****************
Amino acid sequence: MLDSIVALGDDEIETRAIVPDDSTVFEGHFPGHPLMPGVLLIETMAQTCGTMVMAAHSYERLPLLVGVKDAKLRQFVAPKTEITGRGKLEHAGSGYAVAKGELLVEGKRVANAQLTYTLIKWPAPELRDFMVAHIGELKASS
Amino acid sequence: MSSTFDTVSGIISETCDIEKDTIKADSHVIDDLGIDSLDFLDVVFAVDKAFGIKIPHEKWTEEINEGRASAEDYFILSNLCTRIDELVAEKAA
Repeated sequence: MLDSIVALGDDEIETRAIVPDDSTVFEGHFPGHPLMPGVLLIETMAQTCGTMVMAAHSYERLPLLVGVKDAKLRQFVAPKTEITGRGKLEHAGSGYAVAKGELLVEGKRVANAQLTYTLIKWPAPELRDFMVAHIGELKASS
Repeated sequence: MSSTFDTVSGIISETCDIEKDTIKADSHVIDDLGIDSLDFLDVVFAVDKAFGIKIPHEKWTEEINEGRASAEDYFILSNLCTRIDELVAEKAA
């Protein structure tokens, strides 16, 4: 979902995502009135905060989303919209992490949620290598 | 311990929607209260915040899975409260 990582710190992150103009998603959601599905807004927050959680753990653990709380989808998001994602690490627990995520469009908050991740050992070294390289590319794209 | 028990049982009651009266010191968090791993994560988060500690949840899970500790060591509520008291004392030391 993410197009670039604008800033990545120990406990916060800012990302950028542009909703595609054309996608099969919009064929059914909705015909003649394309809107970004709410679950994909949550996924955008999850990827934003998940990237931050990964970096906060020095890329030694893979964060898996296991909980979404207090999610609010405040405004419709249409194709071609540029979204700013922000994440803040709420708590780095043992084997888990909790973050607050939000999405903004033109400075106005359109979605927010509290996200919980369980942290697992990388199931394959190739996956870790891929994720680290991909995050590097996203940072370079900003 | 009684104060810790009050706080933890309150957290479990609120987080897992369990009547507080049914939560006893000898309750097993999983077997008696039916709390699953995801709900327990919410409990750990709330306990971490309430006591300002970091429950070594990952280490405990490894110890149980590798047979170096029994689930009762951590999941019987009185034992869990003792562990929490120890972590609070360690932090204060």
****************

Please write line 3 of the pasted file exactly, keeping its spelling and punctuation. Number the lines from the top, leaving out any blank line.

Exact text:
Repeated sequence: MLDSIVALGDDEIETRAIVPDDSTVFEGHFPGHPLMPGVLLIETMAQTCGTMVMAAHSYERLPLLVGVKDAKLRQFVAPKTEITGRGKLEHAGSGYAVAKGELLVEGKRVANAQLTYTLIKWPAPELRDFMVAHIGELKASS